There have been fresh calls for restrictions on the sale of the painkiller ibuprofen after another study found it heightens the risk of cardiac arrest.
Taking the over-the-counter drug was associated with a 31% increased risk, researchers in Denmark found.
Other medicines from the same group of painkillers, known as non-steroidal anti-inflammatory drugs (NSAIDs), presented an even higher risk, according to the findings published on Wednesday in the European Heart Journal.
Diclofenac, available over the counter in the UK until 2015 and still taken on prescription, raised the risk by 50%.
“The findings are a stark reminder that NSAIDs are not harmless. Diclofenac and ibuprofen, both commonly used drugs, were associated with significantly increased risk of cardiac arrest.”
The findings are the latest to raise alarm about the use of NSAIDs. Last September a study in British Medical Journal found they were linked to an increased risk of heart failure. Previous studies have linked the drugs to abnormal heart rhythm – which can cause heart failure – and an increased risk of heart attack and stroke if taken regularly.
Gislason urged people with heart problems to avoid ibuprofen and other NSAIDs. “NSAIDs should be used with caution and for a valid indication. They should probably be avoided in patients with cardiovascular disease or many cardiovascular risk factors,” he said.
Gislason suggested they should only be taken after consulting a doctor. “Over-the-counter NSAIDs should only be available at pharmacies, in limited quantities and in low doses,” he said.
He added: “The current message being sent to the public about NSAIDs is wrong. If you can buy these drugs in a convenience store then you probably think: ‘They must be safe for me.’
“Our study adds to the evidence about the adverse cardiovascular effects of NSAIDs and confirms that they should be taken seriously and used only after consulting a healthcare professional.”
The Danish investigators studied data on almost 29,000 patients who suffered an out-of-hospital cardiac arrest recorded in Denmark between 2001 and 2010. They found that use of any NSAID raised the likelihood of cardiac arrest by 31%.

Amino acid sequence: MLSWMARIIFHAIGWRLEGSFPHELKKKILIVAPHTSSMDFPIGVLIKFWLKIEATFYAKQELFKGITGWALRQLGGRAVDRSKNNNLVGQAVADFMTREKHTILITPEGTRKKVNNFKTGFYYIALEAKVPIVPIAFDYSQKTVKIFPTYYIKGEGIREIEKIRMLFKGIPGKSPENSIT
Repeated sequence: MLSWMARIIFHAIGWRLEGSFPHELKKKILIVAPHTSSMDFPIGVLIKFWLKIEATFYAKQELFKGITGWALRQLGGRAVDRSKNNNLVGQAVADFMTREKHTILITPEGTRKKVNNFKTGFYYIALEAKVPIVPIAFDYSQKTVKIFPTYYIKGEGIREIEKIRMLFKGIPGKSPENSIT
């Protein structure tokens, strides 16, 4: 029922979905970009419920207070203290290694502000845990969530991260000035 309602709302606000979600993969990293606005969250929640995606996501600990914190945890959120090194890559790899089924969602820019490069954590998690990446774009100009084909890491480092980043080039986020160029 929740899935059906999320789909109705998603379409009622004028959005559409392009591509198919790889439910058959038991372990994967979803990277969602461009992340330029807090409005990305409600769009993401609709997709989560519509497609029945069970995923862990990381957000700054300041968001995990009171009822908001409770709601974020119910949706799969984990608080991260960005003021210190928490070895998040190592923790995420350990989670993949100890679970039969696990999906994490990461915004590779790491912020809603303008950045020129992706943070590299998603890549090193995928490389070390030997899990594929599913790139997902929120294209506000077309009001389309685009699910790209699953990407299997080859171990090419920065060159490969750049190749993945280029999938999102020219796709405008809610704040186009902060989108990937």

The researchers speculated that the results could be explained by the effect of the drugs on the cardiovascular system, as they influence platelet aggregation and the formation of blood clots. They may also cause arteries to constrict, increase fluid retention and raise blood pressure.
Gislason said people should not take more than 1,200mg of ibuprofen in one day.
The Proprietary Association of Great Britain, the trade body representing manufacturers of over-the-counter medicines said the study had “several limitations,” and insisted that NSAIDs are safe.
John Smith, its chief executive, said: “Information about daily dosage was only based on estimates rather than accurate data and didn’t account for over-the-counter use. Prescribed NSAIDs would normally contain a higher dosage than those medicines available over-the-counter and would typically be used for longer durations.”
He added: “NSAIDs available over-the-counter, such as ibuprofen, are an effective and appropriately safe way to provide short-term pain relief if used in accordance with the clear on-pack instructions and the patient information leaflet inside. NHS Choices recommends NSAIDs to help relieve pain, reduce inflammation, and bring down a temperature.
“It is important for people with a history of heart disease or other long term condition to speak to a pharmacist before taking any over the counter medicine to check for any potential drug interactions or health concerns.”